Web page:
A common activity in data warehousing is needing to build a dimension table from a parent-chiad source table.
Here are some common git commands for a basic working session using git.
git remote -v
git remote rm origin git remote add origin git@gitlab:atindale/repos.git
git remote set-url origin http://gitlab/USERNAME/OTHERREPOSITORY.git
git config -l
git config --format=full
git tag -a v1.0 "First version of software" git push --follow-tags
git tag -d v1.0 git push --follow-tags
As reported recently, I have set up an internal gitlab server. The reason for this being github, though incredibly awesome, does not allow you to have private repositories unless you part with hard cash. Enter the also incredibly awesome gitlab.
Over the course of my learning I have ended up with a base configuration for serving Python web applications. This configuration utilised the nginx web server together with uwsgi as the Python > web gateway. As is the norm it is recommended to utilise virtualenv to isolate your software requirements. The full stack is:
The standard operating system I go to for web apps such as this is Ubuntu. The steps detailed below are all given for that operating system.
You’ve entered cloudland and built your shiny Amazon EC2 instance. But you want to keep your costs down so you want to make sure your machine is not burning cycles while you’re in dreamland… so what do you do? You write a script and schedule it to start and stop your instance in the morning and evening.
Here are some common SQL problems, all of which have related solutions: how do I find the most recent log entry for each program? How do I find the most popular item from each category? How do I find the top score for each player? In general, these types of “select the extreme from each group” queries can be solved with the same techniques. I’ll explain how to do that in this article, including the harder problem of selecting the top N entries, not just the top 1.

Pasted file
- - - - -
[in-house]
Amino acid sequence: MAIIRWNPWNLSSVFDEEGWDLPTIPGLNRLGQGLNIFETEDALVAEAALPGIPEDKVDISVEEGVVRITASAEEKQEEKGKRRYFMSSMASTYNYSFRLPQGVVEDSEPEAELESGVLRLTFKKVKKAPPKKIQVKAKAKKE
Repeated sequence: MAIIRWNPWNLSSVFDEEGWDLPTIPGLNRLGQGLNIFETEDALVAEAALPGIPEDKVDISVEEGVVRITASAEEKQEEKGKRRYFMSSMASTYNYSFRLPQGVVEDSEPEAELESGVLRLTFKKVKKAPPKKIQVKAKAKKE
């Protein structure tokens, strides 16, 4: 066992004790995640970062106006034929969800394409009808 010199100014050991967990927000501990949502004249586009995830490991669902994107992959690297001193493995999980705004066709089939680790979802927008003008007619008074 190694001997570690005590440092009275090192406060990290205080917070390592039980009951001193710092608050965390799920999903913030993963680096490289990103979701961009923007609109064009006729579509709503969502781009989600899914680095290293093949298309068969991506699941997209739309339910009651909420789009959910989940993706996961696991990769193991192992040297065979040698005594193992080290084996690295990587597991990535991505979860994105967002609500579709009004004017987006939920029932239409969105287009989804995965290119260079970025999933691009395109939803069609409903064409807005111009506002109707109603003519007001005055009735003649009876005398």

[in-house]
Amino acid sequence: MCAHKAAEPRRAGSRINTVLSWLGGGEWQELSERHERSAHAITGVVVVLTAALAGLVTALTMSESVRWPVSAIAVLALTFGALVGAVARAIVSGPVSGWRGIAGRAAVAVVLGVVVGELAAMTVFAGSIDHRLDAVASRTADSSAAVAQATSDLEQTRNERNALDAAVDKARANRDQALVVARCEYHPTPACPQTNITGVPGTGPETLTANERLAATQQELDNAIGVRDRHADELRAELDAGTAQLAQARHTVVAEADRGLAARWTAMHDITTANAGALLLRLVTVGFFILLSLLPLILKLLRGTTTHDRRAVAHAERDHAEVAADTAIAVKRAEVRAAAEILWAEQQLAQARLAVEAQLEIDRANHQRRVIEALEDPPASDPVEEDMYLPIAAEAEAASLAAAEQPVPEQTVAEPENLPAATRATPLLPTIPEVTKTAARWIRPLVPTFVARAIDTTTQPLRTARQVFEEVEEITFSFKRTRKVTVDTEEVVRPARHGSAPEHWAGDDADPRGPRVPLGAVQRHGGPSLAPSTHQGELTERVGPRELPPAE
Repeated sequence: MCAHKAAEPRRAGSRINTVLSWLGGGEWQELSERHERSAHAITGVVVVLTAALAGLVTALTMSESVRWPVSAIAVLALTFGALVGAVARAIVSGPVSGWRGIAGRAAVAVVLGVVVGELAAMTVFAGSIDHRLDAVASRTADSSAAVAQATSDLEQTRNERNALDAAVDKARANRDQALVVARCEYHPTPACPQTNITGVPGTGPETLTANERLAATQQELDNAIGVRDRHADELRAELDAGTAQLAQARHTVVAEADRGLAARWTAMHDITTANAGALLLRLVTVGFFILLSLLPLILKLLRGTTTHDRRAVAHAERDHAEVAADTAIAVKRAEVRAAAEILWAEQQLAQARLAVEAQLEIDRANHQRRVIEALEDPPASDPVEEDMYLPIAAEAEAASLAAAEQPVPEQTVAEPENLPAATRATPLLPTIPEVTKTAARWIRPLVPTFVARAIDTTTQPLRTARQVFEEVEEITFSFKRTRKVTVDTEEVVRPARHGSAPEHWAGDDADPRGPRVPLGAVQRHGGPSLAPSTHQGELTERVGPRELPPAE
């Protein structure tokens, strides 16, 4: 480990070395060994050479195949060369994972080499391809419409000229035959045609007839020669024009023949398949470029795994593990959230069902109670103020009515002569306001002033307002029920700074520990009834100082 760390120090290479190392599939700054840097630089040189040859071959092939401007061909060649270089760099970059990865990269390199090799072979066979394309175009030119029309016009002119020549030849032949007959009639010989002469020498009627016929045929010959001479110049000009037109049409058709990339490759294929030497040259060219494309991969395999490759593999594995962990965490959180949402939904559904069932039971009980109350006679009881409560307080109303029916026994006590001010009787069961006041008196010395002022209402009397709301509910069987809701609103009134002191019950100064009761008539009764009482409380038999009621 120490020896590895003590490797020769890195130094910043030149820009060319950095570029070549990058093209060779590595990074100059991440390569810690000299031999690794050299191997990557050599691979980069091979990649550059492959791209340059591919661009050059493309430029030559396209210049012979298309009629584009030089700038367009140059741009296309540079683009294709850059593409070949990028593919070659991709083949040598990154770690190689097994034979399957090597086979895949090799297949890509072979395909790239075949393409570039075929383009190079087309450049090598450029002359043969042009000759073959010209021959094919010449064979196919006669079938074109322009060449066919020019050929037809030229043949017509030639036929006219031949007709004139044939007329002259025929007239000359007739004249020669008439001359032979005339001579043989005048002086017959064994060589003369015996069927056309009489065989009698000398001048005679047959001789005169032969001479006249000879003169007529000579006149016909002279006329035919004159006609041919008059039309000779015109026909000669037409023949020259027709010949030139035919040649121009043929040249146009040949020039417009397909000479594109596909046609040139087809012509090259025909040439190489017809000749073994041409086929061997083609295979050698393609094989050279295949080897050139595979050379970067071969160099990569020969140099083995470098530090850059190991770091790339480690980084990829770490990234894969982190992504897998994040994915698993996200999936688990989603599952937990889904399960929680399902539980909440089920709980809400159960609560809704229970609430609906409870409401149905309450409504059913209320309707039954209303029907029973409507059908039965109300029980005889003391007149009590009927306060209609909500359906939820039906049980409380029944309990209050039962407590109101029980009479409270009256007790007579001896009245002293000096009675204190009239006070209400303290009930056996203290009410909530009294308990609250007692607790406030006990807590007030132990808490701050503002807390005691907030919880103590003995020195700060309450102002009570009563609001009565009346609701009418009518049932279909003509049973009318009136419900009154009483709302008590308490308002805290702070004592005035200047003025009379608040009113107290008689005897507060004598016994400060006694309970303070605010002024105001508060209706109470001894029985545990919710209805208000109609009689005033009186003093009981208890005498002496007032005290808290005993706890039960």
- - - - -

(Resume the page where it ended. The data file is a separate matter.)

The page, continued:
Business Intelligence is big business. It almost seems like every software company in existence has some sort of “BI” suite. Of course those companies are at different stages of maturity and understanding or focussing on a different segment of the market just as many customers have different wants and needs. Some suites are little more that the old line reporting tools we may be familiar with. On the other hand, some companies are forging ahead into cutting edge branches such as the statistical exploitation of data and into the mobile device area which has become so ubiquitous. All of this software choice does lead to confusion in the marketplace. I have often been party to vendor sales processes where I’ve not been convinced the vendor knows what they are selling! But, choice is never a bad thing, we can all look forward to much more innovation in this space.
I rebooted the ESXi host just now after updating to ESXi 4.0 Update 2 and an NFS datastore was marked as “inactive”.
Decided to change some of the NFS parameters as follows
NFS.HeartbeatFrequency = 12 NFS.HeartbeatMaxFailures = 10
The original values of these parameters was:
NFS.HeartbeatFrequency = 9 NFS.HeartbeatMaxFailures = 3
We’ll see how we go with this, I’ll update this post with any follow-up.